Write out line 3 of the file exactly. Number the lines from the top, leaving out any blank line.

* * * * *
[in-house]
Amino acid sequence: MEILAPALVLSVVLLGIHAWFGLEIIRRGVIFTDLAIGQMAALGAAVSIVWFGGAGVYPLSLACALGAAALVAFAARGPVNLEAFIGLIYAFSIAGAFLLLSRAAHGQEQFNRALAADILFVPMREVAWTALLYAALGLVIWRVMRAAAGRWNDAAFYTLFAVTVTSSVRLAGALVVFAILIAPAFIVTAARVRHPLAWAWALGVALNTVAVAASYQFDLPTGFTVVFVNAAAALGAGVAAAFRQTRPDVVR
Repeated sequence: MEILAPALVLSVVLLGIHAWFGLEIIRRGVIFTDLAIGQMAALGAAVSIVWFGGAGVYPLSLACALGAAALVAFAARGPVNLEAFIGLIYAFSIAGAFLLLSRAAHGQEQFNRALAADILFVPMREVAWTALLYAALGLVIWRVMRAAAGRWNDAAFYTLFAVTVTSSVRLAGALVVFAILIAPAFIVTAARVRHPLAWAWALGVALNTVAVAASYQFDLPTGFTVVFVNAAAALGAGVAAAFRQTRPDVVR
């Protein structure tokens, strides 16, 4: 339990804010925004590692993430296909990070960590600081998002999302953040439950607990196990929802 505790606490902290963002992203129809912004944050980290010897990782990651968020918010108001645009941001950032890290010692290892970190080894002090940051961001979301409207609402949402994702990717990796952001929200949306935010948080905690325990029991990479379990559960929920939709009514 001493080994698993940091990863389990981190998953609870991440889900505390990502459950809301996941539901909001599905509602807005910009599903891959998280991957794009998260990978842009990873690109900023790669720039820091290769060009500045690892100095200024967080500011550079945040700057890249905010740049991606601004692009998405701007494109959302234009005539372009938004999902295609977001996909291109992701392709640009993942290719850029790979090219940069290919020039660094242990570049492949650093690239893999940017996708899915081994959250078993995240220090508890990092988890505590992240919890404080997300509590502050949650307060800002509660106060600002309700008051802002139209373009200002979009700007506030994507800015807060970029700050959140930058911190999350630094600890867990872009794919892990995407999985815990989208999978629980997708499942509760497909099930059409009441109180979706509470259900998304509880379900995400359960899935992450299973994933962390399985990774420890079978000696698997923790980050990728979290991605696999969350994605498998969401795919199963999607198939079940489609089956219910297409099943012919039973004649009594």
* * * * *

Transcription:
Repeated sequence: MEILAPALVLSVVLLGIHAWFGLEIIRRGVIFTDLAIGQMAALGAAVSIVWFGGAGVYPLSLACALGAAALVAFAARGPVNLEAFIGLIYAFSIAGAFLLLSRAAHGQEQFNRALAADILFVPMREVAWTALLYAALGLVIWRVMRAAAGRWNDAAFYTLFAVTVTSSVRLAGALVVFAILIAPAFIVTAARVRHPLAWAWALGVALNTVAVAASYQFDLPTGFTVVFVNAAAALGAGVAAAFRQTRPDVVR